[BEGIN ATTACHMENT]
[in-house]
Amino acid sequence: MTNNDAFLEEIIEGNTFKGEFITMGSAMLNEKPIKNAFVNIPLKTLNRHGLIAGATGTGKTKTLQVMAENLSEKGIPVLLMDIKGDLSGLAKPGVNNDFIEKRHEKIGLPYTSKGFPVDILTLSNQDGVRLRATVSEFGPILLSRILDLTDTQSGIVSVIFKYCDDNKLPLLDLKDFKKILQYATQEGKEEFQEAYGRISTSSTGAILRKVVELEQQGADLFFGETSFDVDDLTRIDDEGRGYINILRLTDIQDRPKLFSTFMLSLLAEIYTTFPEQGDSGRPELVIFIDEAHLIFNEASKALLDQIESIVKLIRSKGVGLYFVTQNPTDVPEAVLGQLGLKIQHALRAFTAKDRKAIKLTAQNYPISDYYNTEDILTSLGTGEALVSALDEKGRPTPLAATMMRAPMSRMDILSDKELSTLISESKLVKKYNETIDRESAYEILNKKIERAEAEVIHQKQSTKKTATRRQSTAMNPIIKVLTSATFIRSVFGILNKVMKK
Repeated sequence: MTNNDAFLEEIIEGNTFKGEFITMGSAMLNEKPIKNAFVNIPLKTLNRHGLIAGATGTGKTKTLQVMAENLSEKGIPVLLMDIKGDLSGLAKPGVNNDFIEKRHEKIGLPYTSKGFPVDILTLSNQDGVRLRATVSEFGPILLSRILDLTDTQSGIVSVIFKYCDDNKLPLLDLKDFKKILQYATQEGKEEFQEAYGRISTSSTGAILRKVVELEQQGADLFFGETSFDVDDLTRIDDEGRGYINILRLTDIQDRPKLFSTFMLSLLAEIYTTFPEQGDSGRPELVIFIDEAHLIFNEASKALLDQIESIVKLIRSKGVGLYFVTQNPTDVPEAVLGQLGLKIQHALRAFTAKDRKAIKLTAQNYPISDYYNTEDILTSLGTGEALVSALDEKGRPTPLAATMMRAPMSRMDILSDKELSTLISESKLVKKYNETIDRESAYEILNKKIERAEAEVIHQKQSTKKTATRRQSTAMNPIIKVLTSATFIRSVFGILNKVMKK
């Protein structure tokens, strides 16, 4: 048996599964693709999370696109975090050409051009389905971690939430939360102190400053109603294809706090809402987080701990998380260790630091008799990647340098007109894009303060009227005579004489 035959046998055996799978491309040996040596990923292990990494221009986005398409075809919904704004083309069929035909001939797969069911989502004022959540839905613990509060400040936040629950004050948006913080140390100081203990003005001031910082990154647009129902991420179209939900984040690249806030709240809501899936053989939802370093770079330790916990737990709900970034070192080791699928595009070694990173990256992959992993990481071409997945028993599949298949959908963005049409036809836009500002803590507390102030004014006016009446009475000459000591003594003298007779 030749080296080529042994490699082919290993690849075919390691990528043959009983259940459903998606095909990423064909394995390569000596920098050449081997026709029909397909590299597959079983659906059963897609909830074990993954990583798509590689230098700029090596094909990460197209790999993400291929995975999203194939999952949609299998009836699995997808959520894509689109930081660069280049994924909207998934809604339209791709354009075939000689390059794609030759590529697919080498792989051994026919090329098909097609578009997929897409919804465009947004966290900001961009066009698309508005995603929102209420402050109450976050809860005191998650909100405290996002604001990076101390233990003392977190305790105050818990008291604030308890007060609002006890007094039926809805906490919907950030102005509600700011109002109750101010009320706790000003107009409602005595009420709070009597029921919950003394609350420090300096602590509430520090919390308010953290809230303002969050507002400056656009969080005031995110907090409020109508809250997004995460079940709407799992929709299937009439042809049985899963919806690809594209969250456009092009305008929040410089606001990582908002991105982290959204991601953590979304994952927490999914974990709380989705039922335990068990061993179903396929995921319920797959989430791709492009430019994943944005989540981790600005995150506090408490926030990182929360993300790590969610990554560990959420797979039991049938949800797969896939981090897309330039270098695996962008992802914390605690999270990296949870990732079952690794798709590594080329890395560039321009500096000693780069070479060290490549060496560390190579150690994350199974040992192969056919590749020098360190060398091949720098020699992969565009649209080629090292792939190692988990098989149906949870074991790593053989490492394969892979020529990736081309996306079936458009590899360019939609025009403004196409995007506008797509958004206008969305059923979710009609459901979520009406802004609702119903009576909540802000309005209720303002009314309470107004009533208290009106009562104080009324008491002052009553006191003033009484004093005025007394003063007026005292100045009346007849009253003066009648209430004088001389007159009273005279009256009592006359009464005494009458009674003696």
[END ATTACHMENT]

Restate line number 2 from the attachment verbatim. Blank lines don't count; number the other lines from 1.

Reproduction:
Amino acid sequence: MTNNDAFLEEIIEGNTFKGEFITMGSAMLNEKPIKNAFVNIPLKTLNRHGLIAGATGTGKTKTLQVMAENLSEKGIPVLLMDIKGDLSGLAKPGVNNDFIEKRHEKIGLPYTSKGFPVDILTLSNQDGVRLRATVSEFGPILLSRILDLTDTQSGIVSVIFKYCDDNKLPLLDLKDFKKILQYATQEGKEEFQEAYGRISTSSTGAILRKVVELEQQGADLFFGETSFDVDDLTRIDDEGRGYINILRLTDIQDRPKLFSTFMLSLLAEIYTTFPEQGDSGRPELVIFIDEAHLIFNEASKALLDQIESIVKLIRSKGVGLYFVTQNPTDVPEAVLGQLGLKIQHALRAFTAKDRKAIKLTAQNYPISDYYNTEDILTSLGTGEALVSALDEKGRPTPLAATMMRAPMSRMDILSDKELSTLISESKLVKKYNETIDRESAYEILNKKIERAEAEVIHQKQSTKKTATRRQSTAMNPIIKVLTSATFIRSVFGILNKVMKK